File Exchange Pick of the Week

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AIS Decoder

Idin‘s pick this week is AIS Decoder by our former colleague Mike Donovan.

This example shows how to decode automatic identification system (AIS) signals sent out by commercial ships. The AIS standard was developed in the late 1990s and early 2000s. It is widely in use today for larger ships. See here for details.

Why this example?

I like this example for several reasons:

  1. It involves modeling a digital communications standard that is simple to understand by anyone who has basic knowledge of communications theory (in contrast to most commercial wireless standards today such as WiFi, LTE, or Bluetooth that are quite complex). Despite its relative simplicity, AIS does not make any “simplifying assumptions” (as one might do in an academic setting). It deals with all aspects of a modern communication system, as a commercial standard would need to do. However, it does not involve the layers of complexity that inevitably appear in high-throughput multi-user systems like LTE or 5G.
  2. It shows how MATLAB can be used to model both transmitter and receiver for complete communication system (AIS in this case).
  3. It uses the RTL-SDR radio. In my opinion, every wireless communications student should own at least one of these:
    For about $20 you get a fully functional radio (albeit receive only). You can then download the MathWorks’ hardware support
    package for this radio, and start playing around with interesting signals (like AIS, ADS-B, or just plain old FM radio).
  4. It actually inspired a fully polished example that now ships as part of MathWorks’ support package for RTL-SDR: We are always looking for good examples that we can package with our toolboxes and support packages. The AIS decoder was just such an example. It was originally developed by one of our field engineers as a simple demo, but eventually made its way into our commercial shipping product. The shipping example uses a lot of the same code that Mike Donovan had created, but with a slightly different interface (plus more error checking, etc., that you would expect from a commercial software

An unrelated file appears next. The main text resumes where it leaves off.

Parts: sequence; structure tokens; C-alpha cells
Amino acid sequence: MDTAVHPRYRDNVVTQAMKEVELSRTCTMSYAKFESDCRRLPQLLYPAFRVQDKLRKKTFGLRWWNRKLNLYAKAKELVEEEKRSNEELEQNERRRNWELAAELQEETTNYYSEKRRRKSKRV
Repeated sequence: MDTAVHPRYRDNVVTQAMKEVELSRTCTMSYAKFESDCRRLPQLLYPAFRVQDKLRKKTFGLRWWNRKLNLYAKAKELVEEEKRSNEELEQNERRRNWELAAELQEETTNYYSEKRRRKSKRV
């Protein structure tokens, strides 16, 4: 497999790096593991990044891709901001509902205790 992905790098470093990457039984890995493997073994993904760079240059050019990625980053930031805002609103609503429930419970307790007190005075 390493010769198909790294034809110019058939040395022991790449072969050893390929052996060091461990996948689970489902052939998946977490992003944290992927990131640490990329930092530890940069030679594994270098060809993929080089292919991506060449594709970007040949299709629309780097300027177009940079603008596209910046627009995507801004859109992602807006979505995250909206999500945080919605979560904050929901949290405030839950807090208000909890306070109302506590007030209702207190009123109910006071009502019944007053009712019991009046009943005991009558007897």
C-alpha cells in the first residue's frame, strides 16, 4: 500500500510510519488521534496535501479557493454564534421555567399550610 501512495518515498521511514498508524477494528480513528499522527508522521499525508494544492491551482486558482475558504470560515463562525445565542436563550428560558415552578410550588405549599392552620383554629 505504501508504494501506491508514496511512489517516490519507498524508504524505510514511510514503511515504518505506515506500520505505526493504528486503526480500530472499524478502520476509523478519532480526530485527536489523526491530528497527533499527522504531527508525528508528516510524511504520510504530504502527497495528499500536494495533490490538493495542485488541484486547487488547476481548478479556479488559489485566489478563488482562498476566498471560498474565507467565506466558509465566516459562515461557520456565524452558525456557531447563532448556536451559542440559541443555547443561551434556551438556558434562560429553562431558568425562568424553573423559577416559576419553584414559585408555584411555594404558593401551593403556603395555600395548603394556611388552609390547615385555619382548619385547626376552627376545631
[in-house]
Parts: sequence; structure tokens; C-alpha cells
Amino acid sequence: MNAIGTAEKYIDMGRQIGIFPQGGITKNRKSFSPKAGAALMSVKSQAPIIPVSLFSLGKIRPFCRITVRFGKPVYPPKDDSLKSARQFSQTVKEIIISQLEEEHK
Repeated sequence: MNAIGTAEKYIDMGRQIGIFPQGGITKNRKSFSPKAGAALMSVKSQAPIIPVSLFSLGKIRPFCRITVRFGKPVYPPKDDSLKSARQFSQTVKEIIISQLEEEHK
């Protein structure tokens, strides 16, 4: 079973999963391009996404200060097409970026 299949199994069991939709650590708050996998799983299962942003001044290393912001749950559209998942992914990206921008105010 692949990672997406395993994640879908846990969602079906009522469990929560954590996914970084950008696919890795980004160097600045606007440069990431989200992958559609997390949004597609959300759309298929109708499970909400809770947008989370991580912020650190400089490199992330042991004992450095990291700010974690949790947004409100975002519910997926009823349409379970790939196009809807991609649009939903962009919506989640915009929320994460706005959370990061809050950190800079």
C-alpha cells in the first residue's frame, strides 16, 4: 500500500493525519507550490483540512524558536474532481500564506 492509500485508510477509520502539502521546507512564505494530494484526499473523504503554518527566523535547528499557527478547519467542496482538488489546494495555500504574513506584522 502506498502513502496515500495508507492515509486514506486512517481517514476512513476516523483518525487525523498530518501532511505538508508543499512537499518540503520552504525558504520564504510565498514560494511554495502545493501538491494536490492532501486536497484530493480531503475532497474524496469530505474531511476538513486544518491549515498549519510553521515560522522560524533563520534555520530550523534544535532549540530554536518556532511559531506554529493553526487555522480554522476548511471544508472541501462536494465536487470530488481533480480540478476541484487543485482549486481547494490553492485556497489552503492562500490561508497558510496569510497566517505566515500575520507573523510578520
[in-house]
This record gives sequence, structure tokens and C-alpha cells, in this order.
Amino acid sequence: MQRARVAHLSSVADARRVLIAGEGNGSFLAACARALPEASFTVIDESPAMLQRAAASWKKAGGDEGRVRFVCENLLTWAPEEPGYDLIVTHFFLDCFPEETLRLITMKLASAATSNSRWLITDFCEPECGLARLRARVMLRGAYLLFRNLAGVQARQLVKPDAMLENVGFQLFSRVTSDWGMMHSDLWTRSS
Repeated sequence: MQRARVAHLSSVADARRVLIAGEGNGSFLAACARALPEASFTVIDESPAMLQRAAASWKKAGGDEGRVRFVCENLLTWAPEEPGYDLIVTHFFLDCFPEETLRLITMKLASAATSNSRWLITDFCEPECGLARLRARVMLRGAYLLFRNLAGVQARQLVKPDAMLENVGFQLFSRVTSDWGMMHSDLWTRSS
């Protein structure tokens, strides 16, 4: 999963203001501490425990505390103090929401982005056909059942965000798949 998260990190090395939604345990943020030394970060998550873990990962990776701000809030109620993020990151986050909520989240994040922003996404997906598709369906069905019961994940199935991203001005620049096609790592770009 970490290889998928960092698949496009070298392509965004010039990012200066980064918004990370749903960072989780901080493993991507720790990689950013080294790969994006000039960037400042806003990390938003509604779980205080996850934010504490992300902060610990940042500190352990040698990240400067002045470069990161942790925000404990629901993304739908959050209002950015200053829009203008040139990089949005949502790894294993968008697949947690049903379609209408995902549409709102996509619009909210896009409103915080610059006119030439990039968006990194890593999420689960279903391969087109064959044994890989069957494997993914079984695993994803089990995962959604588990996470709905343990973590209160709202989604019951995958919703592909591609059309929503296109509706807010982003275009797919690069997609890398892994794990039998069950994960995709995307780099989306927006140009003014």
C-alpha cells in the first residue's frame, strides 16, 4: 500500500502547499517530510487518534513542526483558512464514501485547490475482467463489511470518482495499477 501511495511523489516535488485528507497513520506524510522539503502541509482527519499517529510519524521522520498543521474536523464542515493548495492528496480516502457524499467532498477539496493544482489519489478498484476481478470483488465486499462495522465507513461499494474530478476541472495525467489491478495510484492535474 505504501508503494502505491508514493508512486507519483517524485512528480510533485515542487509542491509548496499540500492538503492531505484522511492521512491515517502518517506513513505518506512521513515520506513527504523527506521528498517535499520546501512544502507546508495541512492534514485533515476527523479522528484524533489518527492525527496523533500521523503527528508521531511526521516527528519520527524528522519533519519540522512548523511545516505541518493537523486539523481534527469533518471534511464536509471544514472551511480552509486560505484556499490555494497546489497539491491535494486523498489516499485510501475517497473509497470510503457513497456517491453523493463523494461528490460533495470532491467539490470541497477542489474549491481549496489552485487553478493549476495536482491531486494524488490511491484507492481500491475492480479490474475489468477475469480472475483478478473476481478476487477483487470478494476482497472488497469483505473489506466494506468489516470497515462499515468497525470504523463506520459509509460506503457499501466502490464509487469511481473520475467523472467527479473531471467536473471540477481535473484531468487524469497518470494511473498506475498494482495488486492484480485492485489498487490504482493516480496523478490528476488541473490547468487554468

Run the example

To run the example, you will need to have the RTL-SDR support package installed (otherwise it errors out). Mike has included a nice app with this example, and also documentation as a PDF. When you run the app, and everything works, you get beautiful visualizations:

The only issue with this app is that it always tries to connect to the RTL-SDR radio. So if you don’t have the RTL-SDR radio, you will need to do some digging to figure out how to run the example using just the captured data (captured data files are included with the example).

The shipping example that comes with MathWorks’ RTL-SDR support package has a command-line interface, but it makes it easier to work with previously captured data. This feature is particularly useful if you don’t have an RTL-SDR, or if you’re not near a seaport with large ships!

Mike’s example also uses Google Earth to visualize the location of the ships on a map (it’s quite nice!). The shipping example
with RTL-SDR support package uses MathWorks’ Mapping Toolbox to do the same. So depending on which mapping tool you have installed, one of these examples might be easier/nicer to use. Since I work for MathWorks, Mapping Toolbox is always installed on my machine, and you see its results below.


As always, your thoughts and comments are greatly appreciated.

Published with MATLAB® R2019a

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